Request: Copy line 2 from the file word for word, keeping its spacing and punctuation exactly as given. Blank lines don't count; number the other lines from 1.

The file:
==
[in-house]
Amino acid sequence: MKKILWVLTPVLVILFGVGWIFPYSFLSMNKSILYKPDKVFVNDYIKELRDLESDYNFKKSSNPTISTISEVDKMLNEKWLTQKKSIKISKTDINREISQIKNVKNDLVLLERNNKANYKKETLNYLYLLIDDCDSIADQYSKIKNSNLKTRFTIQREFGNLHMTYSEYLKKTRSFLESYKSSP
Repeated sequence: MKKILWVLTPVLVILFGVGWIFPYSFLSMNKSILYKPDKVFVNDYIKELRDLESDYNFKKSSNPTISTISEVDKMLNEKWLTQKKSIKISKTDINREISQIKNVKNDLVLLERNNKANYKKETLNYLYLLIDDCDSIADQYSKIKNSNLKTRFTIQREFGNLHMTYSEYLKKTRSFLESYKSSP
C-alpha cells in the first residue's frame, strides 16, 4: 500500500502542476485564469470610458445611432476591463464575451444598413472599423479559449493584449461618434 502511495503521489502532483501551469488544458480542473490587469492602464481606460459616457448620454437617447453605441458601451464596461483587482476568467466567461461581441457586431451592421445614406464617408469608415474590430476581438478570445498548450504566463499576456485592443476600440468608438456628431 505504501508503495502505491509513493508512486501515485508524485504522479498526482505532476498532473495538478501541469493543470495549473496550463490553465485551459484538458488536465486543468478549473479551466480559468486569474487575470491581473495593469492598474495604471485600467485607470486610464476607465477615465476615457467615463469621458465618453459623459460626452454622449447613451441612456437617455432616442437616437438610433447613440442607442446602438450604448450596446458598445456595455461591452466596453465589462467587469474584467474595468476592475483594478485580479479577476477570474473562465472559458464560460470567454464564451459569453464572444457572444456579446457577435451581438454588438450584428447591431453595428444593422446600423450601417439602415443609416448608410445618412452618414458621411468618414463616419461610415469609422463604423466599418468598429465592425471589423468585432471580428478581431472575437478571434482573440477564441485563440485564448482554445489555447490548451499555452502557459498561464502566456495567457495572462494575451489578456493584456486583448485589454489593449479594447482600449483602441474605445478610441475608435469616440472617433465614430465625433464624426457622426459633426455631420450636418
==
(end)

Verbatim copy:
Amino acid sequence: MKKILWVLTPVLVILFGVGWIFPYSFLSMNKSILYKPDKVFVNDYIKELRDLESDYNFKKSSNPTISTISEVDKMLNEKWLTQKKSIKISKTDINREISQIKNVKNDLVLLERNNKANYKKETLNYLYLLIDDCDSIADQYSKIKNSNLKTRFTIQREFGNLHMTYSEYLKKTRSFLESYKSSP